\begin{figure}
\par\includegraphics[width=9cm,clip]{14323fig2a.eps}\par\includegraphics[width=9cm,clip]{14323fig2b.eps}
\end{figure} Figure 2:

CORALIE RV measurements for BD +20 1270 folded onto a 2.790 period ( top), and the data from the first campaign only folded onto a 2.765 period orbit ( bottom).

Open with DEXTER

We also computed the generalized Lomb-Scargle periodogram (as implemented by Zechmeister & Kürster 2009), which identified 1.55 and 2.8 day signals in both the RVs and the BIS (Fig. 3). The 1.55 day signal is the alias of the 2.8 day signal created by the 1 day sampling. The BIS shows a significant variation, similar to and correlated to that of the RV. The BIS-RV plot is presented in Fig. 4; we note that the data from the second campaign exhibits extreme values of both RV and BIS. A linear least squares fit delivers a slope of -0.826. The Pearson's correlation factor is -0.747, and Monte Carlo simulations indicate that the probability of obtaining this value or one lower from two random non-correlated distributions with 28 points is <10-4 and thus negligible.

\begin{figure}
\par\includegraphics[width=8.5cm]{14323fig3.eps}
\end{figure} Figure 3:

Generalized Lomb-scargle periodogram for BD +20 1790 RV ( top), and BIS ( bottom).

Open with DEXTER

\begin{figure}
\par\includegraphics[width=8.15cm,clip]{14323fig4.eps}
\end{figure} Figure 4:

Correlation between RV and BIS. The red points correspond to the data from the first campaign and the blue points the data corresponding from the second. The BIS error bars are approximated by twice the photon error on the corresponding RV.

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4 Discussion: signal produced by a spot?

In spite of the high-precision and temporal cadency of our RV measurements, we found no evidence of the planetary signal reported by Hernán-Obispo et al. (2010). Instead of an orbit with peak-to-peak amplitude of 1800 m s-1 and period of 7.8 days, we detected an RV signal with peak-to-peak variation of 460 m s-1 and a periodicity of 2.8 days. Moreover, the amplitude of this signal is not constant, doubling between the first campaign and the second one.

We attempted to quantify the likelihood that our points originate in the announced orbit. We proceeded as follows because the error propagation in the published T0 value until today ensures that the phase cannot be predicted accurately. We considered a set of 28 data points randomly distributed over the entire phase, and calculated the RV for each point, and the rms of the set of measurements. We note that no instrumental error is added to the curve, so this provides a lower limit to the rms. The simulation was repeated 10 000 times. All values were well in excess of the measured RV of 101 m s-1 rms, and we concluded that the probability of the two data sets being compatible is lower than 10-4.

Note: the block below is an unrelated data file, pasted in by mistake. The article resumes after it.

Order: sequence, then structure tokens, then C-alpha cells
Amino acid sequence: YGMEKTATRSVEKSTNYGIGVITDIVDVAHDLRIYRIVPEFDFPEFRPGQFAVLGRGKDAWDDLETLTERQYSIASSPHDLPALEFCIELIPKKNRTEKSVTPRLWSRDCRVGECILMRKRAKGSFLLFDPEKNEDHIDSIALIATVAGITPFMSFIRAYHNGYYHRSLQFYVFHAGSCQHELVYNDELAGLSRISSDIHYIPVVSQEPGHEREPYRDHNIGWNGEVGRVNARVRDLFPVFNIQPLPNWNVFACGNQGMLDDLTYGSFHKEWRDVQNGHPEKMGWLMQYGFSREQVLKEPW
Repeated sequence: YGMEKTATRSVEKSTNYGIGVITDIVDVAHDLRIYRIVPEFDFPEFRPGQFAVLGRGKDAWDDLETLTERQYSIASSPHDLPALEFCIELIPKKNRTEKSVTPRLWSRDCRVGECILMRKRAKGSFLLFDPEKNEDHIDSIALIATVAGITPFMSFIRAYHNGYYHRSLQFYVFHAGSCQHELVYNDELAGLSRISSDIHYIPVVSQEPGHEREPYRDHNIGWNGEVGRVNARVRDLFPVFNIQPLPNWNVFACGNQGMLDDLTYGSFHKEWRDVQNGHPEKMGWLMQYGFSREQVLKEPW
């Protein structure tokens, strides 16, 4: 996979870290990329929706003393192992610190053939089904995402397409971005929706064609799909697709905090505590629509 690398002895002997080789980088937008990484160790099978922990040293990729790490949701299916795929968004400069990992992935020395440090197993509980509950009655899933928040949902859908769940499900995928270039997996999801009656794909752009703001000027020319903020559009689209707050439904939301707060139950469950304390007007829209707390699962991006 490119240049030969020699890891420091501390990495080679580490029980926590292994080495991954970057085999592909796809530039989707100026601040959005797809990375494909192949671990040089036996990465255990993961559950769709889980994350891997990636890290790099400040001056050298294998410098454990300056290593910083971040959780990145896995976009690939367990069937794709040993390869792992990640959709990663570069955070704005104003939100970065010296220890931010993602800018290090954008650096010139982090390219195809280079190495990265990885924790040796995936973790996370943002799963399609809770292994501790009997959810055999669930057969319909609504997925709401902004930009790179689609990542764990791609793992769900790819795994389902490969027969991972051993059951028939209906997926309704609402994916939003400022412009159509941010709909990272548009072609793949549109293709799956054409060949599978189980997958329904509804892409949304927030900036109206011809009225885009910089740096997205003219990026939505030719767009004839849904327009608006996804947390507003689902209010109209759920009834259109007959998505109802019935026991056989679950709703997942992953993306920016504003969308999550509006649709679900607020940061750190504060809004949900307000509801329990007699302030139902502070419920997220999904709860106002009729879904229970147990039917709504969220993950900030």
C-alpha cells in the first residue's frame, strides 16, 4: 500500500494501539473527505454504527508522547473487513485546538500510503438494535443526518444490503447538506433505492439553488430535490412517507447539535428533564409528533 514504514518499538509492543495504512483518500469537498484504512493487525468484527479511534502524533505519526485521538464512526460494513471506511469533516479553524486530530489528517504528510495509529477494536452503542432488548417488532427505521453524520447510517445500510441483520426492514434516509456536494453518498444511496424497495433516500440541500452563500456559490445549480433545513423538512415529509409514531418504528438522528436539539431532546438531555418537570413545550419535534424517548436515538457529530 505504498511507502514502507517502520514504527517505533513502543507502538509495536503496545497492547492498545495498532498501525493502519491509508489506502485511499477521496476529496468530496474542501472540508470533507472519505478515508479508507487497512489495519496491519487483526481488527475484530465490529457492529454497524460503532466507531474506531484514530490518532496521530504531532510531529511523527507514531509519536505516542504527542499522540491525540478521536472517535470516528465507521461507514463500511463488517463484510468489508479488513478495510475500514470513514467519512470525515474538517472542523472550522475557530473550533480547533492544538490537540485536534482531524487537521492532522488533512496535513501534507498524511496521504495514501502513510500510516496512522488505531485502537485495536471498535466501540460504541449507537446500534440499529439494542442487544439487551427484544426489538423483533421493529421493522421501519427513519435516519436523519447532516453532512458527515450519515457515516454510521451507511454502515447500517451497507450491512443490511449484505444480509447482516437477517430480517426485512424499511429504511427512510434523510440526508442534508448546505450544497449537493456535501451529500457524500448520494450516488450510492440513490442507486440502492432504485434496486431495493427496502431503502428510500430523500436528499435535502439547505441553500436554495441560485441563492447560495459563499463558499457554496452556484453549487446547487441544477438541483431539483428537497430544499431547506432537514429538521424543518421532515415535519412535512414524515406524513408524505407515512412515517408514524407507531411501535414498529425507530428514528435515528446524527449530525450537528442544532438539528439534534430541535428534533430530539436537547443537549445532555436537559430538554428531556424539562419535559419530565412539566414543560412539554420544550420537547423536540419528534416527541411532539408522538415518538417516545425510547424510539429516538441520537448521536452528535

Two arguments imply that the RV variations originate in photospheric effects:

  • the similarity between the RV periodicity found in the data and the announced photometric period;
  • the correlation between BIS and RV.
The hypothesis that the RV on BD+20 1790 was caused by stellar phenomena was discarded by Hernán-Obispo et al. (2010), who detected a RV signal with a periodicity that differed from the rotational period. Using rules of thumb of Saar & Donahue (1997) and Desort et al. (2007), the authors showed that the amplitude of the signal created by a spot was expected to be no larger than $\sim$600 m s-1. Even though this value is too small to explain their RV variation, it can easily account for what we detect. The BIS of our measurements is also significantly correlated with the RV, the data of the second campaign clearly exhibiting a much higher simultaneous RV and BIS variation.